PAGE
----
A West Virginia chemical spill has caused a lot of frustration and inconvenience for more than 300,000 residents who have been without tap water for an unthinkable three days.
Water is so scarce that local residents are having to buy bottled water for those who are unable to do so. Chris Laws from Marmet bought two bottles of mineral water for two of his elderly neighbors on Saturday.
Laws said: “They can’t get out. I’m keeping an eye on them. You got to watch out for your neighbors. They’re the ones who are going to watch out for you.”
He spoke about how frustrated he and other residents are about the chemical leak from Freedom Industries which has led to this crisis:
“A lot of people are facing bad situations because of this. They’re struggling. What I don’t understand is how did this happen?” He asked.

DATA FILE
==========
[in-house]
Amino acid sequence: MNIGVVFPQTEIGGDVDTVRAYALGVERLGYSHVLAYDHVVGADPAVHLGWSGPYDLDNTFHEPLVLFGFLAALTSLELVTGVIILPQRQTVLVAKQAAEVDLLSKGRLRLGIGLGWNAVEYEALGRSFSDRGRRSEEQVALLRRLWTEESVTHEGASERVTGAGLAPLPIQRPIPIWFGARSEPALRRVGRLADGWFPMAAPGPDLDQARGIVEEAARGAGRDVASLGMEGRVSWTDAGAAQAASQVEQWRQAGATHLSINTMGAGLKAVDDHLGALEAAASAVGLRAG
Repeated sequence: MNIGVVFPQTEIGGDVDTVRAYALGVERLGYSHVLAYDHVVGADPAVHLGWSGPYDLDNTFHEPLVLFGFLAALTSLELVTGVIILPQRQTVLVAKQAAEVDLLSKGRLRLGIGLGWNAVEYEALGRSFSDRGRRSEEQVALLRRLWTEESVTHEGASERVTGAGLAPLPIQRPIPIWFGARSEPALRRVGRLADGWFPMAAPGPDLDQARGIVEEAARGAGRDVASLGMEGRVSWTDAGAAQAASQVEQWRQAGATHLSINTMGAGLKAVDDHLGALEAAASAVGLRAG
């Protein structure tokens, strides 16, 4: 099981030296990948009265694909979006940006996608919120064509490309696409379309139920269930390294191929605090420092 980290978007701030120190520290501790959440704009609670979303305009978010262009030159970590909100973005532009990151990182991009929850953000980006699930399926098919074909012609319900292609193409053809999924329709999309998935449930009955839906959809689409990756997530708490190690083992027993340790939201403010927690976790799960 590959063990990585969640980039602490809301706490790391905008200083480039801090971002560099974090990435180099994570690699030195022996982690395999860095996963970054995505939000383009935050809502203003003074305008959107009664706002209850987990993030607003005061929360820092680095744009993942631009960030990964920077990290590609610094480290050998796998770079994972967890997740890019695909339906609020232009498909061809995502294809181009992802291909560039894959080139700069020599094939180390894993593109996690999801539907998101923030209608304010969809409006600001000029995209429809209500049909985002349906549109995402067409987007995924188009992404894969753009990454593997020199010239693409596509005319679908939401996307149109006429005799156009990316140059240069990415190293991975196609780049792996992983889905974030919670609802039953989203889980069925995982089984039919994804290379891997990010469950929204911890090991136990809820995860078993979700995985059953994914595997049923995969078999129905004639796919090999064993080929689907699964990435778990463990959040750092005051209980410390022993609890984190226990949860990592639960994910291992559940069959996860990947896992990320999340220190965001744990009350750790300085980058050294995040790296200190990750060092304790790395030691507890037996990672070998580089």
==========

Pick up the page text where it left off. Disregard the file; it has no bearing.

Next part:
On Thursday the West Virginia American Water Authority received a flurry of complaints about a licorice-type odor in the water coming from the taps of residential homes.
The reason for this was a 40,000-gallon tank of 4-methylcyclohexane methanol, which leaked into the Elk River. Officials estimate that around 7,500 gallons of the poisonous chemical leaked into the river, with an unspecified amount entering the drinking water system.
Bill Rogers, a resident affected by the West Virginia chemical spill, told reporters about how frustrated he was by the situation:
“I haven’t been able to cook anything at home and was hoping they were open. It seems like every place is closed. It’s frustrating. Really frustrating.”
Matt Ballard, the president of the Charleston Area Alliance, spoke about how the chemical spill has affected local business:
“I don’t know that it can be quantified at this point because we don’t know how long it will last,” Ballard said. “I’m hoping a solution by early next week so business can get back to normal.”
It remains to be seen how long it will take for the water supply to return to normal following the West Virginia chemical spill. It also remains to be seen what was the cause of the spill, and who will be held responsible for its consequences.